Tom Petty has rock 'n' roll in his veins
By Steve Morse
Boston Globe - Wednesday, November 21, 1979
TOM PETTY & THE HEARTBREAKERS — In concert at the Orpheum on Monday.
Under the shadowed lights, his face was gaunt and pale though his blond shag looked as bright as a headlight in the darkness. Tom Petty, specter-thin and confessing he was "high on antibiotics," had come at least to Boston, ending a chain of poseponements that had dragged on for more than a week.
"I called my mother on the phone today," Petty told the jammed, SRO Orpheum crowd. "And she said, where are you? I said 'Boston—Rock City, USA.' And she said, it's about time."
The saga of the date-that-almost-wasn't found a humorous outlet in the back of a T-shirt worn by drummer Stan Lynch. Two dates were stenciled on the shirt but crossed out (Nov. 9 when Petty canceled to do "Saturday Night Life" and Nov. 14 when he canceled due to a sore throat that still nags him slightly), but finally one that was not, Nov. 19. Both the promoter and Petty—who had to scramble back from a show in Toronto only to race to Cincinnati the next night—lost money on this evening, but both, to their credit, were hell-bent on staging it.
If ever there has been a date worth the tribulation, this was it. Petty and his Floridian cohorts, the Heartbreakers, were immense. Needing to recoup from a tattered image, they played like gangbusters during an extra-long set lasting just under two hours. Petty may have still been bucking a virus, but there was no stopping him. You only wondered what a truly healthy Petty might have done.
This was sweatbath rock 'n' roll, all right, but that doesn't begin to tell the story, The Heartbreakers have always parlayed a blistering, high-energy attack (even when they played their first Boston gig in 1975 opening for Al Kooper before a sedate audience, they didn't hold back), but this time their unbridled energy and pluck was matched by a similarly high-developed professionalism. They lived up to every dot and dash of the hyperbole surrounding their advance billing.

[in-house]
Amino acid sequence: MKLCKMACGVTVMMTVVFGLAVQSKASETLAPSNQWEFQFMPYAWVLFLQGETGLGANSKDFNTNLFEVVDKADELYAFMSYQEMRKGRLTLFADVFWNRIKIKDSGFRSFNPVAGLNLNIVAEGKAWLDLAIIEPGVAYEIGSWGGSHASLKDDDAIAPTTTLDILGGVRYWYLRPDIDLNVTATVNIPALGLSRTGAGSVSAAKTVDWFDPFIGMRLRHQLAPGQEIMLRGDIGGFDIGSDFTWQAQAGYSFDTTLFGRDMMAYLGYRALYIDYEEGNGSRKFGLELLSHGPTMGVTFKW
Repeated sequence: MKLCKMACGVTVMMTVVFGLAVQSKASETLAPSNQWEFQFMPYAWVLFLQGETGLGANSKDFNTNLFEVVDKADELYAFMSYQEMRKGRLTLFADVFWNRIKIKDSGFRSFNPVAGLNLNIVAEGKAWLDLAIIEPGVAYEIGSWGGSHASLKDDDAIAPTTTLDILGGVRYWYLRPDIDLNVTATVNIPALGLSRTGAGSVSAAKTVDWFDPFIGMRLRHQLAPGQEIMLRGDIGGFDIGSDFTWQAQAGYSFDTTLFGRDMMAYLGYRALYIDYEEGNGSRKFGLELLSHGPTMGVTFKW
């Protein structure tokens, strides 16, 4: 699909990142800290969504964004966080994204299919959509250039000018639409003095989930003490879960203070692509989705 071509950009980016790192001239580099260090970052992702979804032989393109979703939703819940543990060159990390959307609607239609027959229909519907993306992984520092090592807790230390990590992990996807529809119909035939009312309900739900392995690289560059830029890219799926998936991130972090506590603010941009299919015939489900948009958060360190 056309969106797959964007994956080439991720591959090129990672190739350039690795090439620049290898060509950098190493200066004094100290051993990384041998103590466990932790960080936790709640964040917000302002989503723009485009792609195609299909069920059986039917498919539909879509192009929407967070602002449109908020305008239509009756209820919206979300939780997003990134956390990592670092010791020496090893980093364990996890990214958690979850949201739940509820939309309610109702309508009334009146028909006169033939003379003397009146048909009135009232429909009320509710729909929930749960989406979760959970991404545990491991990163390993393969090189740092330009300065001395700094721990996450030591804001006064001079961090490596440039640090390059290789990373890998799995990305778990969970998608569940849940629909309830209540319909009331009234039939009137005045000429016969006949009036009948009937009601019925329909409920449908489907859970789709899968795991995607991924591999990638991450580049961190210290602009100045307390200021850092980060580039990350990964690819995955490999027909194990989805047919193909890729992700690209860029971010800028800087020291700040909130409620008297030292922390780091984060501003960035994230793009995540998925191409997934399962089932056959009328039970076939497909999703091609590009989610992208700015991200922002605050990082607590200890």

Their lighting, the most noticeable improvement, was of a no-expense-spared standard—rich with magentas, criss-crossing off-whites and deeply striking reds, blues and golds—while their tightly stitched songs were presented with the panache of a hit musical revue, right down to the Broadway arm-in-arm bowing at the end.
Updating the '60s, in my mind, far better than either Blondie or the Knack have been able to do, Petty mingled his bluntly penetrating, Byrds-like originals with a joyous choice of cover songs such as the gospel soul of Solomon Burke's "Cry to Me," the Southside Johnny exuberance of the old Isley Brothers tune, "Shout," the near-brimstone hail of the Stones' "It's All Right" and the disarming, cleansing zing of the Animals' "Don't Bring Me Down." The last two came during an encore period as feverish as any in memory.
Starting with songs from the new album, "Damn the Torpedoes," the Heartbreakers just kept accelerating through older Petty stingers like "I Need to Know," "Listen to Her Heart" (with slicing Rickenbacker guitar from Mike Campbell, who has become one of the foremost axemen out on the road these days) and "American Girl." About the only respite was the bedeviling journey through "Breakdown," in which Petty's nasal, Roger McGuinn-type voice took on a skittish, deliberately discombobulated flavor enhanced by a melting light show.
Any fear of this being an anticlimactic night because of the prior postponements was groundless. Petty—in spite of the antibiotics and the skewered travel plans—spilled his guts and gave his all. The man, like Springsteen, has rock 'n' roll in his veins. He convinced me he could well be the Buddy Holly of his generation.